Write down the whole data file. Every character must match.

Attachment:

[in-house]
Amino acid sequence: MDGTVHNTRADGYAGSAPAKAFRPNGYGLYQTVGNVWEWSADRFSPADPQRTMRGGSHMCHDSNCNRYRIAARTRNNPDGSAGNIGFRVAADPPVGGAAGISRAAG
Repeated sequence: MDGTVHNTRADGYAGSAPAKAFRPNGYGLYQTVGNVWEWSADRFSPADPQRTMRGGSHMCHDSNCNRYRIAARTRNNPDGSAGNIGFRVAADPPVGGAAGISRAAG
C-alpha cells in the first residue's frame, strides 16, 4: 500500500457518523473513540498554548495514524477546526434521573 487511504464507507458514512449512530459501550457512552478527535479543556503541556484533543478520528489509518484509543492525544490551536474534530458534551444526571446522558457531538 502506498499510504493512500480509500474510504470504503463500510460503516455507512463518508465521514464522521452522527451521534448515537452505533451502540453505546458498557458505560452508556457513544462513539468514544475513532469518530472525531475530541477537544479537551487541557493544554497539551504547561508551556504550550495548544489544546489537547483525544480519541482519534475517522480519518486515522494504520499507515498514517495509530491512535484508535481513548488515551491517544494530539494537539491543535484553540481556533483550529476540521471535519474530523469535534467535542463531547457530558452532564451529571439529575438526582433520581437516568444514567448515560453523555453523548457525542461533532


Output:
[in-house]
Amino acid sequence: MDGTVHNTRADGYAGSAPAKAFRPNGYGLYQTVGNVWEWSADRFSPADPQRTMRGGSHMCHDSNCNRYRIAARTRNNPDGSAGNIGFRVAADPPVGGAAGISRAAG
Repeated sequence: MDGTVHNTRADGYAGSAPAKAFRPNGYGLYQTVGNVWEWSADRFSPADPQRTMRGGSHMCHDSNCNRYRIAARTRNNPDGSAGNIGFRVAADPPVGGAAGISRAAG
C-alpha cells in the first residue's frame, strides 16, 4: 500500500457518523473513540498554548495514524477546526434521573 487511504464507507458514512449512530459501550457512552478527535479543556503541556484533543478520528489509518484509543492525544490551536474534530458534551444526571446522558457531538 502506498499510504493512500480509500474510504470504503463500510460503516455507512463518508465521514464522521452522527451521534448515537452505533451502540453505546458498557458505560452508556457513544462513539468514544475513532469518530472525531475530541477537544479537551487541557493544554497539551504547561508551556504550550495548544489544546489537547483525544480519541482519534475517522480519518486515522494504520499507515498514517495509530491512535484508535481513548488515551491517544494530539494537539491543535484553540481556533483550529476540521471535519474530523469535534467535542463531547457530558452532564451529571439529575438526582433520581437516568444514567448515560453523555453523548457525542461533532